Touching Bases: L.A. sues charter operator over VNY noise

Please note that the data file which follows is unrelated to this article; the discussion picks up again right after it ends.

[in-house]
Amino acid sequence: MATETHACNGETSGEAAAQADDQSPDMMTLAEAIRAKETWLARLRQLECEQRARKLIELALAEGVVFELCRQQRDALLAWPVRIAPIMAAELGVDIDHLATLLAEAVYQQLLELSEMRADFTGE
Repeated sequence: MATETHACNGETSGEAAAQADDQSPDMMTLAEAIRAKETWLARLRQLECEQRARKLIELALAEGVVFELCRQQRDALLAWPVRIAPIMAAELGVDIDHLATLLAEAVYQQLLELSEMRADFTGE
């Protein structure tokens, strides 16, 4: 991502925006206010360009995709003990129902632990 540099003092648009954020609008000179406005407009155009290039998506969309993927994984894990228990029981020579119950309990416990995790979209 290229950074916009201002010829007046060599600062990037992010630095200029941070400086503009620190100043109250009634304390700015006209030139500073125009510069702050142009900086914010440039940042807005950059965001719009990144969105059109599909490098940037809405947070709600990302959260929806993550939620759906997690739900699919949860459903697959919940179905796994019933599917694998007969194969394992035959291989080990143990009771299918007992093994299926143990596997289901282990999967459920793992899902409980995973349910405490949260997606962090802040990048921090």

The Los Angeles board of airport commissioners, the agency that oversees several airports in the metropolitan area, announced last month it was suing charter operator Pacific Jet. The suit involves what the board called Pacific Jet’s “repeated noise violations” at Van Nuys Airport (VNY). The action comes as part of the city’s enforcement of the so-called Stage 2 non-addition rule, an amendment to 1981 city legislation called the Noise Abatement and Curfew Ordinance. Under the controversial non-addition portion of the ordinance, upheld in August 2001, Stage 2 jets had to meet certain residency requirements to be grandfathered into exemption from the ban. Further, transient Stage 2 aircraft are limited to a maximum of 30 calendar days per year that a non-based jet can use VNY. According to an airport spokesman, several of Pacific Jet’s aircraft, mostly Gulfstreams, did not meet the grandfather requirements and the company was issued multiple noise violations. They included curfew and maintenance-runup infractions, as well as excesses in regular takeoffs and landings. The airport spokesman described Pacific Jet as a “subtenant” of another airport tenant at VNY. A spokeswoman for Pacific Jet said at press time that the company had been instructed not to comment by its attorneys.